We reached Pune around 16:00 and were greeted by Danny’s sister. The three of us road in an auto rickshaw to their Aunt and Uncle’s house. And I got to now check two things off my “To-Do List in India”: See the Taj Mahal and ride in an auto rickshaw. On the way we stopped off and bought three boxes of sweets for the three houses we were going to visit tonight. The first house we visited, which is where we stayed most nights, was Daddy’s oldest sister’s house. Daddy is one of six and is the second oldest. This sister is the third oldest. After freshening up Daddy’s mom stopped by. I showed her some of the photos from Agra and the Home and then we went and visited another families house who I still can’t figure out how they are connected to the family. They live a whole two doors down in the same apartment. After that we walked a whole minute to another Aunt and Uncle’s house. This aunt is the youngest, and looks exactly how Daddy would look if he were a woman. I met their family which included two daughters, one was taking the tenth standard exams this week and the next, and the other, named Yerusha, who is in fifth standard. She was very shy and wouldn’t talk to me and kept hiding from me so I had to learn how to say “Don’t be shy” in Marathi. I also came to learn that one of her nicknames is Tinger Padre, which means “Farting Ass”, which made her even shyer of me. This was a great family and we spent a good deal of time here and one day they tried taking us to see some tourist things like a building where Gandhi was imprisoned by the British and a small fort that was inside the city. Both attractions were closed because our half hour naps turned into two hours. I blamed Yerusha for not waking up in time. So then we drove around the shopping centers of Pune and they bought me a shirt. One night we stayed at one of Daddy’s uncle’s house and I met some more of this family including the two most naughty children ever, a little four year old boy named Nahum and his cousin Sheva. To show you how naughty they were here are some examples, most are stories I was told: He once broke his arm and when he got his cast off, he showed his aunt how he broke it the first time, and broke it again. One time at church some women were coming up to him and pinching his cheeks. They didn’t know Marathi and he said to them, “Keep quiet or I’ll beat you.” The ladies asked his mom what he said and she said, “He’s glad to meet you.” When he comes home from school he shares an auto rickshaw with seven other boys and he makes them stand so he can sleep on the seat. He woke me up from nap by slapping me on the head, and he wasn’t wearing any pants. And finally, I was tickling him and he said to me, “Hey stone!” Stone is what the teachers call a student who doesn’t know the answer, meaning, they are as dumb as a stone. And how little Sheva was naughty is she was shy around me at first and just before going to dinner she said to me, “I’m going to kill you.” Apperently she doesn’t know what that means, which means she heard someone say that to her (most likely Nahum).
One day we drove two hours to Daddy’s hometown with his mom, where his brother lives, the oldest of the six. Once we got there we were introduced to more family and went around the town and saw some of the places that Daddy used to visit every day. Grandma stayed at the home for a few days so Danny and I drove home by ourselves, and it rained. It poured on the way home, which is the first time I have seen rain since London on Nov. 28th. We also got stuck in rush hour entering Pune which took about an hour to get back to the home. Back at the home where we spent most of our nights, we got to hang out some more with Auntie and Uncle’s daughter and son-in-law and their 11-month old daughter, Stuti. Stuti was a very funny girl and her mom told me to take her to America with me, but she also told me not to go back to America. I actually think about not returning, I love it here that much. And I’m not even joking a little bit.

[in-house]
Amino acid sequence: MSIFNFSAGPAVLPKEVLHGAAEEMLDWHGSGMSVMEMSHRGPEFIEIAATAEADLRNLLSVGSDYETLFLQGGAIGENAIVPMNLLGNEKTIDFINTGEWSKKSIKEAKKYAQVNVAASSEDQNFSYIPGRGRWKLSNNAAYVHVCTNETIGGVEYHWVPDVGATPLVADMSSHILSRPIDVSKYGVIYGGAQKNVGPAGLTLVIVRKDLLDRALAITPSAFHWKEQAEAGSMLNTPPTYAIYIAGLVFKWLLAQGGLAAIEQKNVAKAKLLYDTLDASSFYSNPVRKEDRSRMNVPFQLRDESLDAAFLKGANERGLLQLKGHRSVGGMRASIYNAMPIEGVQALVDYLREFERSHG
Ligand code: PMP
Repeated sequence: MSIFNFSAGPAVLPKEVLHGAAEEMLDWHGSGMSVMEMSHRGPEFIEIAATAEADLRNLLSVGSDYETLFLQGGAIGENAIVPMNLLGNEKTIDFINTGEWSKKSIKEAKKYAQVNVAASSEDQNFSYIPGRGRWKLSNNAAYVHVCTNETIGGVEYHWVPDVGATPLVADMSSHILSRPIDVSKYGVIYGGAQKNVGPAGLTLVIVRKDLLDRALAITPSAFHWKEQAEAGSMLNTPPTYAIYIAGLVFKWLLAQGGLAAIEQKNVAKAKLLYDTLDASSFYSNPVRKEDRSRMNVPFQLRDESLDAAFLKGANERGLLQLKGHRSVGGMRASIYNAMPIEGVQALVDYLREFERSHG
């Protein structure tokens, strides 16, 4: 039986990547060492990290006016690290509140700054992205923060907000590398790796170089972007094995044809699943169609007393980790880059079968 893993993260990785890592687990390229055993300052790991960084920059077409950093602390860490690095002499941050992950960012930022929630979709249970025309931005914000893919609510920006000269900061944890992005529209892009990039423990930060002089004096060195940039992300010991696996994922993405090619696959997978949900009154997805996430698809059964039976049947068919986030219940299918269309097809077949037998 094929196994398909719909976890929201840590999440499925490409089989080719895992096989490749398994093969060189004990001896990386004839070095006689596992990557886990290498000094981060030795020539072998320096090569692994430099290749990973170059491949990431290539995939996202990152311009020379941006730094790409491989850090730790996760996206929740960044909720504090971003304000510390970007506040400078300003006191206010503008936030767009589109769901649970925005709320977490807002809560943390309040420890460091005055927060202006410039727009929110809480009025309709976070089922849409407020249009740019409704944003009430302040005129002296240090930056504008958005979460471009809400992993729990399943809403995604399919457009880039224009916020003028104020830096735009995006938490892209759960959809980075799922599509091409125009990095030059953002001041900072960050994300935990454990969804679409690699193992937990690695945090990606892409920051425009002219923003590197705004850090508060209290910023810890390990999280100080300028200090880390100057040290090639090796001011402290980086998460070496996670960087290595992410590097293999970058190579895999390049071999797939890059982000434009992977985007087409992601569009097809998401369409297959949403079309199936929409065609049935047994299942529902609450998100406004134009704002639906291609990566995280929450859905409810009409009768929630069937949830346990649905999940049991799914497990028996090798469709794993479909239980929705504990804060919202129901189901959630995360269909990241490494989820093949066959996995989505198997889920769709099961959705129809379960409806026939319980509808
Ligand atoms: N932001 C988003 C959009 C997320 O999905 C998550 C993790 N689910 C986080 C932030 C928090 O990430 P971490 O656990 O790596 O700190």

One night we left for a beach town with Stuti’s father, Sachin, and Danny’s friend, Arbin. We stayed one night at the parents’ of a friend of Arbin’s house that was about two minutes walking distance from the beach. This whole trip was intense, and we had a blast, and we’ll leave it at that. The first night we got there we went to the beach, which was the dirtiest beach I’ve ever seen. We swam for a little bit and then went back to the house for dinner. The next morning we packed up and headed out for a tourist spot farther down the coast. We went to see an old fort that was built on an island by a king from South Africa 900 years ago. To get to it you had to take a sail boat, which was by far the most dangerous thing I’ve ever done. And once you get to the fort, there is no dock to unload the boats. They just throw you off the boat onto some stairs leading down to the water and then disappearing below the sea. Who knows what happens if you missed the bottom step. Getting on the boat is even scarier, as everyone acts like it is a race to get on the boat and when you’re standing on that bottom step and everyone is pushing forward trying to get on the boat, that can be a little scary. The fort was pretty interesting but very dirty. They don’t try to preserve it at all. On the way back home we stopped at a beach along the way and swam some more. This beach was so much cleaner than the one yesterday. We got back around 23:00 and went to bed, this was my last night in Pune, and our last night of our trip. The next morning we said our good-byes to all the family and then got on a local bus, the ones where you have to be insane to drive, and drove three hours to another families house. We spent the afternoon with this family playing with their one year old daughter before it was time for us to leave and head back to Yavatmal. Our bus left at 19:00 and will drive us 12 hours to Yavatmal. I am writing from the bus now and it is making me sick. The bus is bouncing around, I’m trying very hard to read what I’m typing and we just ate dinner, which is trying to make it’s way back up. I will go to bed here shortly and when I wake up, I’ll be home.